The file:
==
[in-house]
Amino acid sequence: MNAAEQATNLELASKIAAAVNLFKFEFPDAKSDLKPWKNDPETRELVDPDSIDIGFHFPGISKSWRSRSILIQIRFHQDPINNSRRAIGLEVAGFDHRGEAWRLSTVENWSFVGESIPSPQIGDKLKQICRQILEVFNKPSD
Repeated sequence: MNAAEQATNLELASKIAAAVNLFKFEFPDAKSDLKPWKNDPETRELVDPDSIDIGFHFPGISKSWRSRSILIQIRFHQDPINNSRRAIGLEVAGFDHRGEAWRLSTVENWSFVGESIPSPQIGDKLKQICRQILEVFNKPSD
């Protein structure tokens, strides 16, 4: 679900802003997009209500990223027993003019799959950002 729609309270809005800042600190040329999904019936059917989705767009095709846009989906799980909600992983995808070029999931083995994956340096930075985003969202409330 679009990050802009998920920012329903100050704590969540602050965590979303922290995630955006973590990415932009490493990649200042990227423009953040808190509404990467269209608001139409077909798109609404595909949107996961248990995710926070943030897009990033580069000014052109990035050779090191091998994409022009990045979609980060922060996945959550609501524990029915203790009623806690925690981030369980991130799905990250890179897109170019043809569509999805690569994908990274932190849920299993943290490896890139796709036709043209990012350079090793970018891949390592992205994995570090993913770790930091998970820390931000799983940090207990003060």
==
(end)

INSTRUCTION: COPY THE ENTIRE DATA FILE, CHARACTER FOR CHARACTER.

[in-house]
Amino acid sequence: MNAAEQATNLELASKIAAAVNLFKFEFPDAKSDLKPWKNDPETRELVDPDSIDIGFHFPGISKSWRSRSILIQIRFHQDPINNSRRAIGLEVAGFDHRGEAWRLSTVENWSFVGESIPSPQIGDKLKQICRQILEVFNKPSD
Repeated sequence: MNAAEQATNLELASKIAAAVNLFKFEFPDAKSDLKPWKNDPETRELVDPDSIDIGFHFPGISKSWRSRSILIQIRFHQDPINNSRRAIGLEVAGFDHRGEAWRLSTVENWSFVGESIPSPQIGDKLKQICRQILEVFNKPSD
């Protein structure tokens, strides 16, 4: 679900802003997009209500990223027993003019799959950002 729609309270809005800042600190040329999904019936059917989705767009095709846009989906799980909600992983995808070029999931083995994956340096930075985003969202409330 679009990050802009998920920012329903100050704590969540602050965590979303922290995630955006973590990415932009490493990649200042990227423009953040808190509404990467269209608001139409077909798109609404595909949107996961248990995710926070943030897009990033580069000014052109990035050779090191091998994409022009990045979609980060922060996945959550609501524990029915203790009623806690925690981030369980991130799905990250890179897109170019043809569509999805690569994908990274932190849920299993943290490896890139796709036709043209990012350079090793970018891949390592992205994995570090993913770790930091998970820390931000799983940090207990003060």